The last minute cliff-aversion deal in Washington D.C. set up major equity indexes for a truly impressive start to the new year. Gold, on the other hand, has kicked off 2013 with a sour string of losses, as growing risk appetites and recent comments from the Federal Reserve have taken their toll on the safe haven yellow metal. While the first few trading days are often said to be predictive of the entire year, we feel that gold prices may come under more pressure for reasons beyond historical coincidences [for more market news and analysis subscribe to our free newsletter].
The well-known State Street SPDR Gold Trust (GLD) is hovering right around a major support level around the $160 mark, leaving the doors open for speculative bulls and bears alike. GLD has endured steep profit-taking pressures over the last few days as the fiscal cliff resolution boded extremely well for equities, which in turn prompted many to jump ship from safe havens like gold. Furthermore, during the last Fed minutes there were talks about ending the bond-repurchase program in 2013; this hint inevitably spooked gold investors given that the Fed’s ultra-loose monetary policy has been a major catalyst for the yellow metal’s price. From another perspective, if the Fed feels comfortable enough to pull the stimulus plug, then it’s reasonable to assume that real economic recovery has taken root, which once again can inspire selling pressures in gold as investors flock to riskier assets.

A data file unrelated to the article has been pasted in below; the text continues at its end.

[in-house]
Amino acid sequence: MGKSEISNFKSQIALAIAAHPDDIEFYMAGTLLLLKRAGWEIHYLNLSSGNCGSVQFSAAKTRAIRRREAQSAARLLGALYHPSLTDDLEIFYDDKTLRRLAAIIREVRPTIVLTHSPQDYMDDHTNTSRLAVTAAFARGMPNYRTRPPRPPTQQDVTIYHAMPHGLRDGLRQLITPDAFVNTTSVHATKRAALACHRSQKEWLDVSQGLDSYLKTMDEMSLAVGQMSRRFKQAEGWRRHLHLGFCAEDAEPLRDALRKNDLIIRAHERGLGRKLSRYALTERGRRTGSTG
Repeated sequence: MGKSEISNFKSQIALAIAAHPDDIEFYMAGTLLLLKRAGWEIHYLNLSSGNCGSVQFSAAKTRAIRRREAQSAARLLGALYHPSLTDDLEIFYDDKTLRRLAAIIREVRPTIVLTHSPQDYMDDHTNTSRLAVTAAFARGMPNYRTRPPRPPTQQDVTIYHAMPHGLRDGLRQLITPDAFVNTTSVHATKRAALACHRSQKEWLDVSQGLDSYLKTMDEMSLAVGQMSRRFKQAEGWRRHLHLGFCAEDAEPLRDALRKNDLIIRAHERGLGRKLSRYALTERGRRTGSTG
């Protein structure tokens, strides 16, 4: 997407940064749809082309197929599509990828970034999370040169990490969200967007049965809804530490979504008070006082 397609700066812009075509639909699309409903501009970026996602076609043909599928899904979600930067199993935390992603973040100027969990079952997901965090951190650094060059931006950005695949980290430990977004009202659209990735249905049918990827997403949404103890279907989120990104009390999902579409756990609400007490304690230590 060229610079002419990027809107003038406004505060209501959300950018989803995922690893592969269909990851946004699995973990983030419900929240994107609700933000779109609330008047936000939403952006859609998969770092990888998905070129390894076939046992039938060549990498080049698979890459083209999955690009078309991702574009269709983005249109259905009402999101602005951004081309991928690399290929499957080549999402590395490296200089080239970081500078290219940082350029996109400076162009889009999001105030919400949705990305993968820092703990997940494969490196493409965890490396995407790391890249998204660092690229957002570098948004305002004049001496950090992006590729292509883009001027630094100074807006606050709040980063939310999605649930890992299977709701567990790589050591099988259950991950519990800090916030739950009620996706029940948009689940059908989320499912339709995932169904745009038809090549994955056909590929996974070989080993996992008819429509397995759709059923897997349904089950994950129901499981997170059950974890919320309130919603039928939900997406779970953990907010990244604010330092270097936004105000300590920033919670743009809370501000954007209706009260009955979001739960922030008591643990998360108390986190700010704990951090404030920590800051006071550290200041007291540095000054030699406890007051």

When considering GLD’s two-year chart above, it’s easy to see that this ETF is truly at a crossroad right now. GLD has posted lower-lows (purple line) since peaking at $185.85 a share, and thus a break below its current trend (blue line) will likely welcome accelerating selling pressures that may drag it back to its historic support around the $150 level (red line). From a longer-term perspective, GLD remains in an uptrend and its recent lackluster performance may be attributed to accumulation. However, we advise more conservative investors to wait for GLD to establish definitive support above$160 a share before jumping in long [see Most Popular Commodity ETFs].
Over the coming weeks several key technical levels will come into play for GLD; in terms of downside, this ETF must settle back above $160 a share otherwise further downside is very likely. On the other hand, if buyers return to the gold market, GLD could stage a nice rebound; in terms of upside, the next resistance level for this ETF comes in at $165 a share. As always, investors of all experience levels are advised to use stop-loss orders and practice disciplined profit-taking techniques.
Disclosure: No positions at time of writing.